|Potassium Chloride, 10mm & 5mm cells||RM-KC/5|
|Potassium Iodide, 10mm & 5mm cells||RM-KI/5|
|Sodium Iodide, 10mm & 5mm cells||RM-SI/5|
|Acetone, 10mm & 5mm cells||RM-AC/5|
|Sodium Nitrite, 10mm & 5mm cells||RM-SN/5|
Note: Potassium Iodide and Sodium Iodide have identical cut-off characteristics and are effectively identical and interchangeable.
|Description & NIST Traceability||Materials with sharp transmission cutoffs at specified wavelengths. Traceable to NIST SRM 2032. Complete with UKAS ISO/IEC 17025 certificate of validity as an indicator of stray light|
|Primary Usage||Detection of instrumental stray light in the UV and visible regions. Measurements made with these references are accepted by the US Pharmacopeia (USP) for instrument qualification.|
|Usable Range||200 to 390 nm, depending on the material|
|Physical Configuration||Liquid filters in 10 mm Far UV quartz cells that have been permanently sealed by heat fusion. Supplied with 5 mm cell of the same solution to be used as blank|
Stray light, also called Stray Radiant Energy or Power, is any light reaching the instrument detector other than that selected by the monochromator. It can be due to optical imperfections or stray reflections within the monochromator itself or to light leaks in the optical system. The detector cannot discriminate between the analytical wavelength and the stray light, so the stray light introduces an error in the measured absorption. The stray light is not absorbed even at high concentrations of the absorbing species, so its effect is a negative deviation from the linear relationship between concentration and absorbance (the Beer-Lambert law) on which most quantitative determinations are based.
Stray light is wavelength and instrument dependent. It can be present at any wavelength but is most noticeable when the energy throughput of the system is relatively low, for example in the far UV region. At these wavelengths, any deterioration in the instrument optics or UV light source will exaggerate the apparent stray light. Checking the instrument in the far UV region, even if this is not the area for which it will be primarily used, is an excellent way to monitor the condition of the instrument optics.
A range of materials allows stray light to be estimated at different wavelengths:
|Potassium Chloride||1.2% aqueous||190-205 nm|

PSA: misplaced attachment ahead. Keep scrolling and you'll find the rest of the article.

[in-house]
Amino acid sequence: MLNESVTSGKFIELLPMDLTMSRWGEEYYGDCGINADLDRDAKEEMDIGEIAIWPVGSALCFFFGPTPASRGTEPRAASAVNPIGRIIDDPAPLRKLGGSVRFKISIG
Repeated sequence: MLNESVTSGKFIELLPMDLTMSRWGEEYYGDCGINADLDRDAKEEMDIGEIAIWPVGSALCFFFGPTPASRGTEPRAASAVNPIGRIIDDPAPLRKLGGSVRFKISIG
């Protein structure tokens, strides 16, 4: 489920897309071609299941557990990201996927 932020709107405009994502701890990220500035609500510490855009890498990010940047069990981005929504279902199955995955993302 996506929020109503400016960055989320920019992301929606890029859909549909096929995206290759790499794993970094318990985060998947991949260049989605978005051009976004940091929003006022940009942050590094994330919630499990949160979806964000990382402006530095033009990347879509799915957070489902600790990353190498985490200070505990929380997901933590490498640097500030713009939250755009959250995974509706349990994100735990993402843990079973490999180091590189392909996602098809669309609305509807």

|Potassium Iodide||1% aqueous||210-259 nm|
|Sodium Iodide||1% aqueous||210-259 nm|
|Acetone||Spectroscopy grade||250-320 nm|
|Sodium Nitrite||5% aqueous||300-385 nm|
These reference materials allow you to detect the presence of stray light in your instrument. Each material cuts off all light below a specified wavelength. Any light detected by the instrument below that wavelength must, by definition, be stray light. In this USP approved method of estimating stray light, also known as the Meilenz method, the 10 mm reference material cell is scanned using the 5 mm cell as a blank. The resulting spectrum is in the form of a peak. The peak wavelength will vary according to the optical configuration and stray light characteristics of the instrument under test, but the absorbance value at the peak must exceed 0.7 A to meet the requirements of the USP. This graph shows scans of the 10mm potassium chloride reference cell on three different instruments, using the 5 mm potassium chloride cell as blank. The peak wavelength is different on each instrument due to their different stray light characteristics, but in all three cases the absorbance maximum is greater than 0.7 A, so all three instruments satisfy the USP stray light requirement.
Suggestions for Use:
The procedure for using the stray light references is similar for all materials. Insert the 10 mm stray light reference cell in the sample beam cell holder and the supplied 5 mm blank cell in the reference beam cell holder of the spectrophotometer. Scan over the stated usable range and note the absorbance at the peak. This absorbance value at the peak must exceed 0.7 A to meet the requirements of USP Chapter <857>.
Periodically scan with the same instrument configuration and compare the results. Over time you will have a data trail for your instrument that will make the detection and correction of any problems relating to stray light much more effective.
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